Homeschooling is an extraordinary way of life characterized by following a few basic regulations and then setting off to create a life of learning. It extends beyond the boundaries set by governments and school districts and ultimately morphs into the perfect level of preparation for every student. The development and expansion of the lifestyle and the curriculum takes place over weeks, months and years, until finally it reaches the dimensions and proportions desired by every family practicing homeschooling today.
At some point during homeschooling, usually after several years, parents and their students reach a state of ease and confidence. I refer to this as “reaching auto-pilot”, meaning that the rigors and demands of schooling grow less obvious, and begin to merge with the practice of families living their everyday lives. Homeschooling and learning become more natural, less worrisome and going through the motions becomes far easier to do.
Though the fundamentals of homeschooling have not changed, and state or local regulations always remain a part of the scenery, families reaching auto-pilot begin to relax into homeschooling. They begin testing its boundaries, venturing in new directions, forming new relationships with the universe of information, and reaching a state where homeschooling merely becomes what they do, and is no longer an activity or a chore that takes place only once per day.
Newcomers to homeschooling often find this very hard to believe. The first year of curriculum selection, the accumulation of supplies, the scheduling of children, the mastering of subjects, and the filling of notebooks can be daunting to say the least. To look ahead several years and see a more comfortable pace and a more relaxed family seems unfathomable to those struggling with the first weeks and months of being parent, teacher, Principal, and chief cook and bottle-washer, too.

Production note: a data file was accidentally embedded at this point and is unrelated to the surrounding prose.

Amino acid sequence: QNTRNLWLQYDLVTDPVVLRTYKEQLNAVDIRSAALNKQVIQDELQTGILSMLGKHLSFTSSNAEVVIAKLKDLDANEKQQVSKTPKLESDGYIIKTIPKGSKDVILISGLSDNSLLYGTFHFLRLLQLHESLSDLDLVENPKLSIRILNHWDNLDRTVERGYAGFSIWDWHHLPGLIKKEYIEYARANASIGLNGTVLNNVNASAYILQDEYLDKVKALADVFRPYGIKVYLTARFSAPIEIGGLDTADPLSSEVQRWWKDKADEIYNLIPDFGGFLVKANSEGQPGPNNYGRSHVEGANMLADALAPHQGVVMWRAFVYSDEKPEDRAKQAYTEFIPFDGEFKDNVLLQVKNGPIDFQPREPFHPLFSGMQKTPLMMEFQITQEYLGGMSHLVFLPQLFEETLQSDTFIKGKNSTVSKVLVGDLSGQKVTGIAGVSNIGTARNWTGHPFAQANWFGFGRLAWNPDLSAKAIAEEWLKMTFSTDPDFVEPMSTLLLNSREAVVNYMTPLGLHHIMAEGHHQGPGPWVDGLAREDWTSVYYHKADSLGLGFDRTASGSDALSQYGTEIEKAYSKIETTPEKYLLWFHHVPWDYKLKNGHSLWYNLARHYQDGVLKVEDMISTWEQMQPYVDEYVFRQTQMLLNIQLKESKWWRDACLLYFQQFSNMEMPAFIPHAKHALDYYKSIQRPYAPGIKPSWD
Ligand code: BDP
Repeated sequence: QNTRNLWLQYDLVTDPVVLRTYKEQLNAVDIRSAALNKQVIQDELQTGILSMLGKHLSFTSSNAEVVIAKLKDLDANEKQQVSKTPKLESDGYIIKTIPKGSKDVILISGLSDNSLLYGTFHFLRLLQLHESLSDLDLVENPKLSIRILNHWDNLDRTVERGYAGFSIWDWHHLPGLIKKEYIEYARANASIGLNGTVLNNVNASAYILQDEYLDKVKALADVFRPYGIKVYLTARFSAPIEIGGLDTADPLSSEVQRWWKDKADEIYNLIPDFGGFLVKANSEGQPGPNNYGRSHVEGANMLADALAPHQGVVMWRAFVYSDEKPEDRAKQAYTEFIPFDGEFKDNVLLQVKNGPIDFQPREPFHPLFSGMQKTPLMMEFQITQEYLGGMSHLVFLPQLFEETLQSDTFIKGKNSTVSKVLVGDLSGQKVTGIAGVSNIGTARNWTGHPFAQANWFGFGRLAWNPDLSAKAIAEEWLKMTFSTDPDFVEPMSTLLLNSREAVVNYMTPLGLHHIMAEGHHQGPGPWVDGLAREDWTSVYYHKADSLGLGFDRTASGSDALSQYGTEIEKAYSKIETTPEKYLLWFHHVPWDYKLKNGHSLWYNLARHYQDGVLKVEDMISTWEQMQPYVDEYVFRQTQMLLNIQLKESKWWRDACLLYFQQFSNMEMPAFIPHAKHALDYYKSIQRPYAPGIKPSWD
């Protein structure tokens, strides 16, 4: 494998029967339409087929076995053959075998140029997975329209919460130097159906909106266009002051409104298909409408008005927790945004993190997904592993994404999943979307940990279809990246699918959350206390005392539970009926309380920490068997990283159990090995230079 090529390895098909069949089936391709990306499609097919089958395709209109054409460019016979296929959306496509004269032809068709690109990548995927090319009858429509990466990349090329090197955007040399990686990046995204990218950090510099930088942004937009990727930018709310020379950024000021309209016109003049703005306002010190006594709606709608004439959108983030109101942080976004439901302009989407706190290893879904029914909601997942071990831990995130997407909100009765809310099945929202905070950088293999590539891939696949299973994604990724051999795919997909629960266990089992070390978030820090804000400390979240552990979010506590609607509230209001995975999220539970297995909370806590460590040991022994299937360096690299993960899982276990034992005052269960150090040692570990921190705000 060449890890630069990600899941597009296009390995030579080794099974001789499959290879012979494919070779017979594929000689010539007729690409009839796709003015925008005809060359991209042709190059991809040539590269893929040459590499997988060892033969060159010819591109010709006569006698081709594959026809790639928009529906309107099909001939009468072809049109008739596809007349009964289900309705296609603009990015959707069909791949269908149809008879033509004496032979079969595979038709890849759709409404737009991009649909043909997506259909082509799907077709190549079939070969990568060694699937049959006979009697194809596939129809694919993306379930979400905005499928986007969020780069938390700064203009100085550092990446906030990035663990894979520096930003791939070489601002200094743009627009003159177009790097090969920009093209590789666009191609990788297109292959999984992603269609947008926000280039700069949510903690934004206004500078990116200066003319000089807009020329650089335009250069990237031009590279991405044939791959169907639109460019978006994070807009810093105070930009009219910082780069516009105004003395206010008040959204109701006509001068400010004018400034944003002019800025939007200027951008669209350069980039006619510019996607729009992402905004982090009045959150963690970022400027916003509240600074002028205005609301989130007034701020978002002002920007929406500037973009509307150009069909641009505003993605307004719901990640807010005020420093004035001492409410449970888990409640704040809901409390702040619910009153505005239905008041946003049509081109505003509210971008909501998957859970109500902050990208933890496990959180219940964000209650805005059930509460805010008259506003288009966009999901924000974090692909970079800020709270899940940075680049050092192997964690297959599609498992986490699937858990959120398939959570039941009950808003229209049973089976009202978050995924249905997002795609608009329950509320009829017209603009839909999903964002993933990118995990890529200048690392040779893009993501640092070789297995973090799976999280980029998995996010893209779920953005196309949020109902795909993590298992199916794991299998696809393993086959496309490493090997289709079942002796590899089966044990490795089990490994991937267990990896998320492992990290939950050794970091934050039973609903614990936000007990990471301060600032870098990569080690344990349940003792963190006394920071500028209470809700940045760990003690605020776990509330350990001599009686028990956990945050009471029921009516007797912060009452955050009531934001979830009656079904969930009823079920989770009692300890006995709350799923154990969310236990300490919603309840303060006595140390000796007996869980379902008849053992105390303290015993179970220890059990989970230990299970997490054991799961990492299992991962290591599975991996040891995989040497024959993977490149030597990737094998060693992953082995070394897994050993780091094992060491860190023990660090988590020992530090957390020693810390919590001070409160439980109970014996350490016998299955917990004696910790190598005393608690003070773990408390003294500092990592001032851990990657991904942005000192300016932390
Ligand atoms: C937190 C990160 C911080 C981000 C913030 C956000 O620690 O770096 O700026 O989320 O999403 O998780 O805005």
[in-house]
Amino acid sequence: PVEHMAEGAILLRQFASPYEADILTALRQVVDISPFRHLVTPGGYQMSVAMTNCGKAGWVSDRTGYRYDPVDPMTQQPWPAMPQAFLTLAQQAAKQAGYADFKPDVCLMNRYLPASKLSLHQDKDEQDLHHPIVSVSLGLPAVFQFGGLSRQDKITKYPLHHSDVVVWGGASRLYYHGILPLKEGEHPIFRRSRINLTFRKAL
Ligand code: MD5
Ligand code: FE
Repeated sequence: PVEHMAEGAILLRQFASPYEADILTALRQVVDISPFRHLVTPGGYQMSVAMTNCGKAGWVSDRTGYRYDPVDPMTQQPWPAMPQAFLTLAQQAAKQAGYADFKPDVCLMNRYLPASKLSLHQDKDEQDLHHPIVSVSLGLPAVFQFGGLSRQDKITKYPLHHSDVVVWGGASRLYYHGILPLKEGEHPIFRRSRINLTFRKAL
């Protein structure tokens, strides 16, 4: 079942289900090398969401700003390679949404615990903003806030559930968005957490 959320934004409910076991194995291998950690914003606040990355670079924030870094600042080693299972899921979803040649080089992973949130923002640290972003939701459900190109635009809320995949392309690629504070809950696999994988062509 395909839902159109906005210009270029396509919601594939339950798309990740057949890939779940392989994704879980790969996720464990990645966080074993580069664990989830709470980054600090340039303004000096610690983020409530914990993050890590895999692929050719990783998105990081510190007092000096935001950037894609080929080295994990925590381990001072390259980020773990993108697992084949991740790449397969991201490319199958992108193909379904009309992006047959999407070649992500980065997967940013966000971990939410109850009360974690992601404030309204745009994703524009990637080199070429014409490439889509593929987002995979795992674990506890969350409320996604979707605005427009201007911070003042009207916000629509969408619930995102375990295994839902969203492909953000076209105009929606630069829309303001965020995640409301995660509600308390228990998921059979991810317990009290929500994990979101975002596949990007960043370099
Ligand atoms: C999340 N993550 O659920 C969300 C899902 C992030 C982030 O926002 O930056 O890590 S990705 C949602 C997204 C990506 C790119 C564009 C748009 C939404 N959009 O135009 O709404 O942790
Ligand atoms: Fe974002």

And yet auto-pilot happens. Beginning somewhere around the third year and reaching optimal capacity some years later, it really happens. Surprisingly, it is not even noticeable at first. But as the years go on, and parents reach a time where they are able to step back and observe, and children reach a point where they begin reaching for resources on their own, hints of it become more visible. Over time, as lives become richer and fuller, they become more natural and less chaotic at the same time. It’s a natural evolution in a sense, and happens in every household where homeschooling takes place for more than just a few years.
When counseling families and supporting parents, we must always remember to emphasize the leveling-off that occurs on the learning curve after the first several years. Fearful of the commitment or worried about the responsibility, new homeschool parents have enough to think about already. Reasurrance that the lifestyle is just as gentle and just as relaxed as one wants it to be is a must, lest new parents may not understand the learning curve is only temporary. Support in knowing that a state of ease and comfort is only a short distance away may help parents to understand that beginning to homeschool is much like learning anything new, and that time eventually brings about the sense that they’ve been doing it all their lives, just like learning to read, riding a bicycle or anything else that becomes second-nature.
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